30 March 2022

World Economic Forum sets out three soil strategies


We must treat soil as an asset class to mitigate climate change, says the Swiss organization. In addition, we need fair remuneration for farmers and transparency on the impact of products to encourage consumer choice

by Matteo Cavallito


The solution to the climate crisis depends on a different management of agriculture that respects operators, soil and consumers the World Economic Forum said. “Our planet and humanity are basically supported by a 10-30 centimeters layer of soil, and it is our most precious resource,” the organization wrote in a statement.

Agriculture, after all, has always been the core of human development. It has been so since ancient times, when the farming revolution was the starting point of civilization. And it’s been the same since the 1960s, with food security becoming the fundamental condition for any economic boom, as shown by Asia. Today, with the climate emergency, “We must look to nature itself for the solution. And we find it in the soil. Here are three ways of getting it right.”

Fair compensation for farmers

First, WEF says, action must be taken to restore some fairness to the food supply chain. The production system, in fact, is characterized by a permanent imbalance, as a result of the burden of negative externalities. That is, loss of biodiversity, deforestation and, finally, its contribution to climate change that has been underestimated for too long, as more recent studies have shown.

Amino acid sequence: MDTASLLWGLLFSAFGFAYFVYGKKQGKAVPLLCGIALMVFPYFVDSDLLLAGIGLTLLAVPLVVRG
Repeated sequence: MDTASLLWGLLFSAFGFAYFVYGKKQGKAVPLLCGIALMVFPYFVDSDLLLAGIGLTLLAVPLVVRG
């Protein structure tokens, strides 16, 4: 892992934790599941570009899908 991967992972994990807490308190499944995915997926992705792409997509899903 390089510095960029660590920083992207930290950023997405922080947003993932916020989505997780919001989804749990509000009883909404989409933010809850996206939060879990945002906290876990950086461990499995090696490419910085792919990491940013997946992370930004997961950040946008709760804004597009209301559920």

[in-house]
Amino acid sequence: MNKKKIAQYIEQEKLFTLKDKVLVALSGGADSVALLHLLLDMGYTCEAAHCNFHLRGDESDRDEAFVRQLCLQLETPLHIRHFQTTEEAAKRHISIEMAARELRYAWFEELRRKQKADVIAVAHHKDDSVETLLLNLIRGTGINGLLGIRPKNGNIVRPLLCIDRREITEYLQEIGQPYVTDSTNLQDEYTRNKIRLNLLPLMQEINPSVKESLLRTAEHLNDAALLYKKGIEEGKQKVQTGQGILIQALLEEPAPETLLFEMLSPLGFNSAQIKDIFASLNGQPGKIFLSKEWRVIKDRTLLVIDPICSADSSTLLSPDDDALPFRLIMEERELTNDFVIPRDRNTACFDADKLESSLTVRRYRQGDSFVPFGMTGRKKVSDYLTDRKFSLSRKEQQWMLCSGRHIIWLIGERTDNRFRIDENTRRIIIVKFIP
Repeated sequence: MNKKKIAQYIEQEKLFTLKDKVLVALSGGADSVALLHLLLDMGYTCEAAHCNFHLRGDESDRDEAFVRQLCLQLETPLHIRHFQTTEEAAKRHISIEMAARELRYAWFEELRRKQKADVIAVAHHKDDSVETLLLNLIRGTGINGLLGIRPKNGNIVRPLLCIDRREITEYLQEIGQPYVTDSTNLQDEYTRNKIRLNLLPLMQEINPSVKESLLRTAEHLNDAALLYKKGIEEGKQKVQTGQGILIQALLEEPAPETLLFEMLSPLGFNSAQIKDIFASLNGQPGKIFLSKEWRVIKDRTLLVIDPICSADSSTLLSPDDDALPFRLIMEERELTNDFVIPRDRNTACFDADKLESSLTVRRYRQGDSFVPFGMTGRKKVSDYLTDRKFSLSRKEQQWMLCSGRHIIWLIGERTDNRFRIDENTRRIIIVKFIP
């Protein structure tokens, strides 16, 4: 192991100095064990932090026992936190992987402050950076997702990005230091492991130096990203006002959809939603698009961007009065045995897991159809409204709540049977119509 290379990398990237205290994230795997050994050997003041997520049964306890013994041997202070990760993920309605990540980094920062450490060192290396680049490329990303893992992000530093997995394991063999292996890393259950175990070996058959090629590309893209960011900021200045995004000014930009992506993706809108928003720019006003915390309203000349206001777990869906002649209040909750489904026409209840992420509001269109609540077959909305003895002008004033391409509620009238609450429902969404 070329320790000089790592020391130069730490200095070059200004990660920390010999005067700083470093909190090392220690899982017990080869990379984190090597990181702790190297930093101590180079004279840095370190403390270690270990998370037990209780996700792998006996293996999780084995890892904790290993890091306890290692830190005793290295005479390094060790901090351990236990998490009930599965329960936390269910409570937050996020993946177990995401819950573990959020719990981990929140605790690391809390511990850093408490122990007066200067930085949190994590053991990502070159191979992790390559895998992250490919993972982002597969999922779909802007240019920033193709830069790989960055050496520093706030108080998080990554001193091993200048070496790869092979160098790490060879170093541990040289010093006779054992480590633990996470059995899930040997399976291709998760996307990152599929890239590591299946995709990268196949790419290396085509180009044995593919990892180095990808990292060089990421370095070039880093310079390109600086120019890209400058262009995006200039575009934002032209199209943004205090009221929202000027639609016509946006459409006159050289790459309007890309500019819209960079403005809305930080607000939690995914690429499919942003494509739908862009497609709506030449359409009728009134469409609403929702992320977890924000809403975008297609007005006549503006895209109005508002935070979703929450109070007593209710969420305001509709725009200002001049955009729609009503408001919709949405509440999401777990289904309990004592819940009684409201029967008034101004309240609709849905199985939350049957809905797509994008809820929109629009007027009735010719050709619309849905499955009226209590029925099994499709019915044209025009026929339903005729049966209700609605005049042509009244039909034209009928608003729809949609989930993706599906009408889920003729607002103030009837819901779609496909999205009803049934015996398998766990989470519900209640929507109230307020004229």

“According to the Food and Land Use Coalition (FOLU) report, the global value of the food system is $10 trillion, the cost is $12 trillion”, writes WEF. “In other words, the food system is destroying value. The reason is that we don’t factor in costs related to health and the environment.”

That’s why workers and businesses must be guaranteed access to a fair compensation. Which means pay them not just for the market value of the volumes they produce but also for implementing good agricultural practices that respect the environment.

Transparency for consumers

The second strategy to pursue, the WEF argues, is to promote transparency for consumers. Over the years, every buyer has been able to access more information about the products on sale, from nutritional value to details about ingredients and origin. But even today, it’s almost impossible to know what the climate footprint of production is. And so consumers have no way of knowing whether the food in supermarkets has been produced in an environmentally friendly way.

In addition to counting calories, it is therefore necessary to make the emission calculation available. Technological solutions are in place, but global standards, i.e. common rules, are needed to facilitate the dissemination of information. In this way, it is possible to empower consumers by allowing them to reward the most sustainable products through their choices.

Soil as an asset class

Finally, the WEF continues, it is necessary to recognize the value of soil as a resource. In fact, about 80% of the earth’s carbon is stored in the soil. But degradation – which affects “52% of all farmland” – it is essential to promote a new strategy. How? Through regenerative agriculture, of course, thus promoting carbon sequestration and the protection of biodiversity.

To achieve this goal, the document says, we need to develop carbon farming, i.e. those agricultural management practices that facilitate the sequestration of the element in the soil. In order to encourage research into these solutions, it is therefore necessary to expand the carbon market through the trading of emission allowances. This strategy can also help farmers to valorise the soil “as an asset class” and getting a remuneration for the efforts they made in the fight against climate change.